Elena Muller García
About ten years ago one of my co-workers approached my desk and began to address me by saying:
“Did you see those illegals,” I stopped him abruptly midsentence.
“Calling undocumented immigrants ‘illegals’ is the same as calling the unborn child a ‘fetus’. Both terms are used to veil their humanity,” I said. He listened and went back to his desk.
Although this might seem to be an insignificant conversation, the demeaning way in which he said “illegal” still rings in my ears. My dear co-worker was then, and still is, a committed Catholic and an ardent pro-lifer. The sharp contrast between what I knew to be his pro-life advocacy and his abrupt anti-immigrant rant, which I managed to stop that day, saddened me and worried me. Unfortunately, he was not alone in his inconsistency. Worse yet, ten years later the tear in what should be a consistent advocacy both for the immigrant person and the preborn child has exponentially widened.
As I remember this incident, several life experiences coalesce in my mind. All Americans, except native Americans, have an immigrant ancestor somewhere on their family tree, but I am the immigrant on mine. I was also an unplanned child. In addition, doing post graduate work at the University of Miami in the 1970s had led me to do research on the personhood of the unborn child. I still remember some of the arguments that were proposed then to justify abortion by denying personhood to the early embryo, describing it as a blob of protoplasm or by comparing the fetus to an unconscious violinist attached to an unwilling person for nine months.
I have shared my experience of arriving in the United States as an unaccompanied minor in different venues and publications. Although I initially did not want to leave my native country, Cuba, much less without my parents, I eventually agreed to do so and left the island when I was thirteen years old. I am one of more than 14,000 children who left Cuba and arrived in the United States thanks to Operation Pedro Pan, between late December of 1960 and mid-October of 1962.¹ This was a transformative experience, many times painful but also at times joyful, that constitutes part of the core of the person I am today, sixty years later. Early on I came across John F. Kennedy’s A Nation of Immigrants. In the midst of my deep longing to be with my parents who stayed behind in Cuba for three more years, and of the intense feeling of rootlessness that sometimes overwhelmed me, the book helped alleviate my pain. It made me feel welcome in what eventually became my adopted country. I don’t recall in great detail the content of the book itself. Remembering the title, even to this day, helps sustain my welcoming attitude towards today’s immigrants.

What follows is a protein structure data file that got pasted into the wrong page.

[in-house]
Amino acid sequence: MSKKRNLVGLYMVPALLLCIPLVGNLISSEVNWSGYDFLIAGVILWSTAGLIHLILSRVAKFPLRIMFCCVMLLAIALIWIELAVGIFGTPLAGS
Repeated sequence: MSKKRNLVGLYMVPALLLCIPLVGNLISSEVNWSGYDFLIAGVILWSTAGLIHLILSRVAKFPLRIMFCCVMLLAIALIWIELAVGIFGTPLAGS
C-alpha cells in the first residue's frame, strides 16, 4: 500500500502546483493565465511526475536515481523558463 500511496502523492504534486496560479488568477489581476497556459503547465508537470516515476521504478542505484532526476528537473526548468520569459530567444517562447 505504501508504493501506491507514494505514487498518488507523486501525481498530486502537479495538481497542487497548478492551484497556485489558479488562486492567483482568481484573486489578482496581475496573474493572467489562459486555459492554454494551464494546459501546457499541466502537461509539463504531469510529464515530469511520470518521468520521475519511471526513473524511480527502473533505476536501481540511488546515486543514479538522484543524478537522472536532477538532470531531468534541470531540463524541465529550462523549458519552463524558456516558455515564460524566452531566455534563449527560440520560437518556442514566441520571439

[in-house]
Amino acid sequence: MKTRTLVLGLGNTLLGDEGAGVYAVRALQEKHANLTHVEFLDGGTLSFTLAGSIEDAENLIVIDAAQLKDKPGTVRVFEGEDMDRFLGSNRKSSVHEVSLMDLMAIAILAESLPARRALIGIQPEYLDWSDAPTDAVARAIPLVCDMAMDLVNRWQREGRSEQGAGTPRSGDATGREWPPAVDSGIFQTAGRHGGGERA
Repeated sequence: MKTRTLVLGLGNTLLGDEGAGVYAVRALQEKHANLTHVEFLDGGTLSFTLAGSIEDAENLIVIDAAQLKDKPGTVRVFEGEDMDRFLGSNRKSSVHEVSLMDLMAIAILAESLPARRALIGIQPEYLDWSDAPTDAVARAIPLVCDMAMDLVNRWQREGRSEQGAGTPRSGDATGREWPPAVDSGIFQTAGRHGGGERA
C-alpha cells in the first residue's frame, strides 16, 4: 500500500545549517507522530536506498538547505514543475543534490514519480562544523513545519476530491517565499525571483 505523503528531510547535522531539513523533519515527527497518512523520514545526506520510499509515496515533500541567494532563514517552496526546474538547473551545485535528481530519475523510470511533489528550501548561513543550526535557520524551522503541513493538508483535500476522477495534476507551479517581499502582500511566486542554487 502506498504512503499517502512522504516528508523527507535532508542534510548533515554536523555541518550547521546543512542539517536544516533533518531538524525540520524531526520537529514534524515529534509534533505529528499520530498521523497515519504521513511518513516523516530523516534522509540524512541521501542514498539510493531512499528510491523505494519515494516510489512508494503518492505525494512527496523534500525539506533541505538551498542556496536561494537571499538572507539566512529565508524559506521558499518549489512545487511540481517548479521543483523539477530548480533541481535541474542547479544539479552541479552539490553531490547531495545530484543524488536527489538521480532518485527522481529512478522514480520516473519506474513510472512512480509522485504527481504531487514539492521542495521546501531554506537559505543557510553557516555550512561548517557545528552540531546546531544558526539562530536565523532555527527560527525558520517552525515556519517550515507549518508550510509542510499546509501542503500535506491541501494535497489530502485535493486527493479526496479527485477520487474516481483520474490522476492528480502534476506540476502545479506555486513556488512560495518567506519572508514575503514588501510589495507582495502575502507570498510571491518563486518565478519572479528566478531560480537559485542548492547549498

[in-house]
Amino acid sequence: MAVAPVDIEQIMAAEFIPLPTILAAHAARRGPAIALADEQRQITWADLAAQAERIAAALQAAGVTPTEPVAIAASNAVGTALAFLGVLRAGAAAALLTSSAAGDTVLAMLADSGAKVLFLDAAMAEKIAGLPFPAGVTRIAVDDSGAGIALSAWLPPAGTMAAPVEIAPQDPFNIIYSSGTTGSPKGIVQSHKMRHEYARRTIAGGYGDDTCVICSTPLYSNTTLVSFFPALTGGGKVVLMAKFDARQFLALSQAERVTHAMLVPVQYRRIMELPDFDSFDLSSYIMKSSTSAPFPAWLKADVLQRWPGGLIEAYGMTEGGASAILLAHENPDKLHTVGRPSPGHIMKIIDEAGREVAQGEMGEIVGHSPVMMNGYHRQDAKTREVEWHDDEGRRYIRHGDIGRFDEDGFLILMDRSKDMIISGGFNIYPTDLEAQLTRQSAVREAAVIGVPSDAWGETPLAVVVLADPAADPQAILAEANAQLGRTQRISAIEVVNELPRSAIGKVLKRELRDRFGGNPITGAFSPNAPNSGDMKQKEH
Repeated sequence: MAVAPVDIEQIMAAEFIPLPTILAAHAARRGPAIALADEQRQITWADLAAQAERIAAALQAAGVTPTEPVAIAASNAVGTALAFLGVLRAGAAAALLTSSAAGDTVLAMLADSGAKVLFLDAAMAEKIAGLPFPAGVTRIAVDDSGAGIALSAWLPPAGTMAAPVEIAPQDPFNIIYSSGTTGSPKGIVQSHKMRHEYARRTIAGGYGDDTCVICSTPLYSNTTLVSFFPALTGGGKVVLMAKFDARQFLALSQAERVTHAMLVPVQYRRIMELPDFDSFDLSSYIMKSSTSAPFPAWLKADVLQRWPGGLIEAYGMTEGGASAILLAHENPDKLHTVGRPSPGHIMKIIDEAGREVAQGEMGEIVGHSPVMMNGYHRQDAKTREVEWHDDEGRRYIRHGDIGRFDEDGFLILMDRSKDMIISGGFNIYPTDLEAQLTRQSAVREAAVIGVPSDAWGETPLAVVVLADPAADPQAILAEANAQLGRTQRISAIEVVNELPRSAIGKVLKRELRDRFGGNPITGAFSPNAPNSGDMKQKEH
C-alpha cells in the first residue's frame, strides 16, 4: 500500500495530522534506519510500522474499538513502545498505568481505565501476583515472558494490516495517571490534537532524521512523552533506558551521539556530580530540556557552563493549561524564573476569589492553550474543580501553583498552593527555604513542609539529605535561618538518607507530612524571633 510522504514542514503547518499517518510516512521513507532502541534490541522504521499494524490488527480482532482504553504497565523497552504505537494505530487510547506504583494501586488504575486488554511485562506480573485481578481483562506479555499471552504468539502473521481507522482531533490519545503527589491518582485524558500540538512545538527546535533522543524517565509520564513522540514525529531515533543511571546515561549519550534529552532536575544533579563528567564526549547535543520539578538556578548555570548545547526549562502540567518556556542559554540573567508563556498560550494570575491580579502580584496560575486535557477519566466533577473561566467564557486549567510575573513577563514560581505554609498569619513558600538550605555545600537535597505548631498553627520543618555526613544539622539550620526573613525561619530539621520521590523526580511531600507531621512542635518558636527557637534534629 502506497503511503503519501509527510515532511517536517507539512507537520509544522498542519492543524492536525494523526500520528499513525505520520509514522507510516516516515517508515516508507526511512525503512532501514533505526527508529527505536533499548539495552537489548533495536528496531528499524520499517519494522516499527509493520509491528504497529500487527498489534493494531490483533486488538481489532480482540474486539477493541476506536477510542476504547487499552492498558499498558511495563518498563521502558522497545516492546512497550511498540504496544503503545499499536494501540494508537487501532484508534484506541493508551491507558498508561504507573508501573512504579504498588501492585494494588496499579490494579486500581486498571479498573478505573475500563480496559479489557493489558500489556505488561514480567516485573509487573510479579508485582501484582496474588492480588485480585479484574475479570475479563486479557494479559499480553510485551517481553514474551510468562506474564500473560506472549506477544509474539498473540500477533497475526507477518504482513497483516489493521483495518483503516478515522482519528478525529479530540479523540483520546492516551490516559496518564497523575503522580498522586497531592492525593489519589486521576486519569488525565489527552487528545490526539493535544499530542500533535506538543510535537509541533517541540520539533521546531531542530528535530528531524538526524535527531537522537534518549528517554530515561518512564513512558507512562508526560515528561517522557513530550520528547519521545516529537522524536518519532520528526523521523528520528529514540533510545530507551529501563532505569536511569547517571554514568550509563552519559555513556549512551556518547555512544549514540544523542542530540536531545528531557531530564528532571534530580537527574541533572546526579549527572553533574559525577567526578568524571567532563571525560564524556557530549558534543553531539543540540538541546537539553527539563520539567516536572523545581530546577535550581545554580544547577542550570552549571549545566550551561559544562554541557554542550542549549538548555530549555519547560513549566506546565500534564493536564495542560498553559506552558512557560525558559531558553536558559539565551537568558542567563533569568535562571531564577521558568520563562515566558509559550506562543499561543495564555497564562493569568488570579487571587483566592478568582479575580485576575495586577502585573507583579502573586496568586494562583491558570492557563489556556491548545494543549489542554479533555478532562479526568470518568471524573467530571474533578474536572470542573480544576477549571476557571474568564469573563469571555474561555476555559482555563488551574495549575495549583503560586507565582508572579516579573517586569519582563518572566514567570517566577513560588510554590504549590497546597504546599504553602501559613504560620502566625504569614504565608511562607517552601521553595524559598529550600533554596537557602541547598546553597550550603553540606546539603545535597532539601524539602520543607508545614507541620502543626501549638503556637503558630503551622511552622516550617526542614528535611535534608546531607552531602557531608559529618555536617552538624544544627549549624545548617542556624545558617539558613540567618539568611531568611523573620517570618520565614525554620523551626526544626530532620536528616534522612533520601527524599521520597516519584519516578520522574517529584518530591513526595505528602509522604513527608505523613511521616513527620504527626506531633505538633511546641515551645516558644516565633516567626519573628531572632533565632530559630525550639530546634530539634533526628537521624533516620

I do not often share my experience of first suspecting and then confirming that I was an unplanned child. I had a happy childhood in Havana, Cuba. I was the fourth child and only girl. I loved my parents and my siblings. My life centered on my family, my school, my friends, and my Catholic faith. My family life contrasted sharply with the political unrest that had plagued the island nation and had come to a seeming end on January 1, 1959 when the dictatorship of President Batista ended. Tragically, the autocracy only replicated itself in a more virulent strain with the Castro-Communist takeover, which is the reason why I left Cuba, followed, one by one, by each of my brothers and three years later by my parents.